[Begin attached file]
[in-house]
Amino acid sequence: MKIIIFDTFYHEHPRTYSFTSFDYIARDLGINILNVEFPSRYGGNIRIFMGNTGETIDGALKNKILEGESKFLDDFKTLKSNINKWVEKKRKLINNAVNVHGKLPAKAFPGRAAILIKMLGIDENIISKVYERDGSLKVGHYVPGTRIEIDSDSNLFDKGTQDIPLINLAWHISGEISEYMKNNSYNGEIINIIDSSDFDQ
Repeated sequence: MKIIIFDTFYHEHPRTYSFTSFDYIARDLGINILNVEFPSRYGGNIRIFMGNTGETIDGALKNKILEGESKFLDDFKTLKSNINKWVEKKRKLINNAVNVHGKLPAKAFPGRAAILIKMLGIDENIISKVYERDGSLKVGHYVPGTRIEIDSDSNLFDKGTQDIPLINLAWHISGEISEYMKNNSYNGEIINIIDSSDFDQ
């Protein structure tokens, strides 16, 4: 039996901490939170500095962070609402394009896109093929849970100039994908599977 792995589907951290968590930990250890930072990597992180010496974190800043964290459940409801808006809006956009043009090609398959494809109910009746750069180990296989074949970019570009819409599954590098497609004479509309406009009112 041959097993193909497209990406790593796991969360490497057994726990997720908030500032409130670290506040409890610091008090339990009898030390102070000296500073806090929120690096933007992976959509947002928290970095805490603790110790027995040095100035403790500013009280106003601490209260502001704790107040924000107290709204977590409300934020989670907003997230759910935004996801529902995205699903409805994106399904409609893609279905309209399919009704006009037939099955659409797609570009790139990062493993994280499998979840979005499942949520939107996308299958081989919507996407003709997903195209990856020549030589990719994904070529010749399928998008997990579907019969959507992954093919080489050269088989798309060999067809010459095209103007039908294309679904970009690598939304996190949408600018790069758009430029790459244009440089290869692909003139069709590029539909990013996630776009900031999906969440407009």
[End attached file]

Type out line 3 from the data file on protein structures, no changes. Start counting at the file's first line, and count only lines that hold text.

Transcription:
Repeated sequence: MKIIIFDTFYHEHPRTYSFTSFDYIARDLGINILNVEFPSRYGGNIRIFMGNTGETIDGALKNKILEGESKFLDDFKTLKSNINKWVEKKRKLINNAVNVHGKLPAKAFPGRAAILIKMLGIDENIISKVYERDGSLKVGHYVPGTRIEIDSDSNLFDKGTQDIPLINLAWHISGEISEYMKNNSYNGEIINIIDSSDFDQ